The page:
I told myself He was trustworthy and out for my good and all-knowing. But my heart wasn't listening. Aches or pains that couldn't be soothed the way I normally find relief, plans that couldn't be made or followed through because of this pregnancy I would hold up to God. "Do You see now why I didn't want to do this? If this is supposed to be teaching me something, I'm not getting it. What could this possibly be accomplishing?!"
As I finally just poured out all my ugly feelings to a trusted Spiritual Director, she asked me simply, "Do you believe you've sinned?"
It took a couple minutes for me to fully process my immediate "probably" into a completely sure "definitely." Not to be overdramatic, but it was like the scales fell off my eyes. I had been a stinky brat to a sweet, loving God. I mean, like, majorly stinky.
But I confessed and we prayed and slowly my burden seemed lighter.
This pregnancy has felt like such a heavy burden. Shoulders drooped over, unable to take deep breaths, not knowing if I'd collapse with the next step heavy. Why couldn't I just mother children who are already here? I actually want to do that, and that's something I thought You wanted me to do. If You want to introduce a new life into this world, why -- of all places -- would You put it in my broken body which, You must know, is set on destroying healthy things? It felt like I was being set up for failure.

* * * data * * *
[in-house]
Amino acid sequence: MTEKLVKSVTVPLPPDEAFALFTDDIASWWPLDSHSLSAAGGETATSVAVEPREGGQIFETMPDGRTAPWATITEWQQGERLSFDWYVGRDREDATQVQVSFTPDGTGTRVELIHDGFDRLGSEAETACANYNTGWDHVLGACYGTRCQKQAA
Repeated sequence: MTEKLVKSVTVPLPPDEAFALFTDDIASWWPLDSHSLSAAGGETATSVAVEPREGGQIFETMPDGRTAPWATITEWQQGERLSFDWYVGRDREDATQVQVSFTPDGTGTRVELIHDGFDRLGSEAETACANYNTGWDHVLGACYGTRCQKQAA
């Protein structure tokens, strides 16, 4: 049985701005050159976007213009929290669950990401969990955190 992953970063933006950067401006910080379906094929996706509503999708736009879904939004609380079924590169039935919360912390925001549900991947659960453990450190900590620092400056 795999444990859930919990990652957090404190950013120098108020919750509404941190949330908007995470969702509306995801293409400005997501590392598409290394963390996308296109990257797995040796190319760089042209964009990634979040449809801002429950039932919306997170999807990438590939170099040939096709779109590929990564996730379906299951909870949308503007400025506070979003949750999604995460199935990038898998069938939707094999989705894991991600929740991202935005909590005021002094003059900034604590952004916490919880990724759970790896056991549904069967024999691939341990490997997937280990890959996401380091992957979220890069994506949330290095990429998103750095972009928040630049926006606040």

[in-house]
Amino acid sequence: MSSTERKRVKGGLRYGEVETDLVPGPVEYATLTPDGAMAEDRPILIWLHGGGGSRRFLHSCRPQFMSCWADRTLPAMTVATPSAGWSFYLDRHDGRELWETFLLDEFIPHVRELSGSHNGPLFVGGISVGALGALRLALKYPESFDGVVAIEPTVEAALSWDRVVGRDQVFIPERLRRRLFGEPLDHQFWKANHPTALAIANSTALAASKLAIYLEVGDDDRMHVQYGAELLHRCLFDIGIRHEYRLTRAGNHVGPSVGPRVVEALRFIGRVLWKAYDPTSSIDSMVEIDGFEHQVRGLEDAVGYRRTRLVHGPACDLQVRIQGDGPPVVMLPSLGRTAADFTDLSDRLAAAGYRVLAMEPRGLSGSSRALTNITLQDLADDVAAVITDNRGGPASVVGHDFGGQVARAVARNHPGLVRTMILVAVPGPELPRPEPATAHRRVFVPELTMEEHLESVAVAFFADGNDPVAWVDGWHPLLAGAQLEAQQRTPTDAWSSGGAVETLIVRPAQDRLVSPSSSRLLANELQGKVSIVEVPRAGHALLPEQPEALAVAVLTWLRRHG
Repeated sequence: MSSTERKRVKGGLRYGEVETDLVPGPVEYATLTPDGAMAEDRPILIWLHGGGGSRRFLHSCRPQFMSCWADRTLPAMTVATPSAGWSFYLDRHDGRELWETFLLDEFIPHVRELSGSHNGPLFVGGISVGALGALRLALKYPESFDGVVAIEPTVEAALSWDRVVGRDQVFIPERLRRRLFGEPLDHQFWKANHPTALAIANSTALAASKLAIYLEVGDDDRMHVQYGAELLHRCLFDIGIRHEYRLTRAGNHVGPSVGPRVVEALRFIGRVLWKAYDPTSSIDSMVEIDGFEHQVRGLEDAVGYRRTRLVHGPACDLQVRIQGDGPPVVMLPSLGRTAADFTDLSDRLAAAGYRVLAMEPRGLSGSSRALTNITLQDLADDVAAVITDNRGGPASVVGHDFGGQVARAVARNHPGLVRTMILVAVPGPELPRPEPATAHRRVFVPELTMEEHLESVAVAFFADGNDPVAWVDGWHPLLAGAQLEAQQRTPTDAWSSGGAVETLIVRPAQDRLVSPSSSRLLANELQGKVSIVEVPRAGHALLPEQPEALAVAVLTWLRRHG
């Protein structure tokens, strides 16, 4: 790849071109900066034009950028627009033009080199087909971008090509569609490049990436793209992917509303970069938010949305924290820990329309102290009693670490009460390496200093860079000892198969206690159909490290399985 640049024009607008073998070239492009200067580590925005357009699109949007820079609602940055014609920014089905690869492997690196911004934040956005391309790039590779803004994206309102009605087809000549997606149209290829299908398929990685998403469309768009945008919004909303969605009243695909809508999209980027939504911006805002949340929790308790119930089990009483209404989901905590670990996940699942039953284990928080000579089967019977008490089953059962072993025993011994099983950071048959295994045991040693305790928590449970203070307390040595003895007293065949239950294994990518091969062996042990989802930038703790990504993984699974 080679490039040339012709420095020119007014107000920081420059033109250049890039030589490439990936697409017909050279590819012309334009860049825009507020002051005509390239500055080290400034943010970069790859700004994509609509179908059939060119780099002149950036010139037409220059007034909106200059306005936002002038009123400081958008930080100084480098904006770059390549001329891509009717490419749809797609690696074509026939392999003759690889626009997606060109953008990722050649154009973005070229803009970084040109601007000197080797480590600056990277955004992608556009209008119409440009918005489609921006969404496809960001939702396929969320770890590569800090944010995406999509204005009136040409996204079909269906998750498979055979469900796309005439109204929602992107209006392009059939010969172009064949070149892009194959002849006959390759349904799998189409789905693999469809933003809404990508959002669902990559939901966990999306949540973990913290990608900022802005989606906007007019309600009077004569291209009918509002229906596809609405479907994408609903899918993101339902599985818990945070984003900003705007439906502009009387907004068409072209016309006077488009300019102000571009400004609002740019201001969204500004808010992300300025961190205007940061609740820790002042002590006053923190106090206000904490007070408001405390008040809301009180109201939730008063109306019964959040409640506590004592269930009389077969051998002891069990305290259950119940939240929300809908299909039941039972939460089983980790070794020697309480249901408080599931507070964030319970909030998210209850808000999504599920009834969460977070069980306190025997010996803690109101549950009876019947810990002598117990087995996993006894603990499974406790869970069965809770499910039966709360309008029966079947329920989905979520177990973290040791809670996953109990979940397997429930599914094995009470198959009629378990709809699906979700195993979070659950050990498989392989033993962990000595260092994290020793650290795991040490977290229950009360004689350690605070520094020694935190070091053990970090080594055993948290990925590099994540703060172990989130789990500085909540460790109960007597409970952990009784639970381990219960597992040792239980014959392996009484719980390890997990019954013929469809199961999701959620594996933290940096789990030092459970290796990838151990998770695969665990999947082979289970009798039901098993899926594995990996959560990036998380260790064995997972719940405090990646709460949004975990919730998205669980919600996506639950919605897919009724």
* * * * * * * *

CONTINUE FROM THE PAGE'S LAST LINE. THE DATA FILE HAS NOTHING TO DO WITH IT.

Again, words are still failing me.
I realized my perspective had been wrong and my heart had been wrong. I had listened to untruths. And I chose then to turn back to God. To accept His trustworthiness and His Sovereignty and, thank Him for it, His grace. Though it was spiritual chains being unbound, I felt physically freer. Like I could finally move and breath and unhunch my shoulders.
And the verse came to mind: "My burden is light."
How had I not recognized that such a heavy burden was not from God?
This is where I want to conclude with something profound or thought-provoking. Make some sort of renewed commitment or dream of a perfectly healthy pregnancy from here on out. I don't have any of that. I'm simply trying to take each day, each thing, as it comes. Sometimes I do that well, other times I do not. If you've read any of my previous posts you know this is a continual work for me.
P.S. You will probably be relieved to know that my plans to allow someone in a back alley of a foreign country to cut me open and rip out my uterus for a nominal fee have been canceled.
Note: I also feel like I need to add another post script for those who may be reading this and may be struggling through incredibly difficult trials. I, in no way, was trying to make some kind of doctrinal or theological statement, or say that just because something feels heavy or hard doesn't mean God isn't with you, or isn't present, or that you're doing something wrong. This is just my experience from one day of going through a surprise pregnancy I feel especially unequipped for. Please don't take it as anything more than that. From my experience, God gives special mercies through the especially dark times.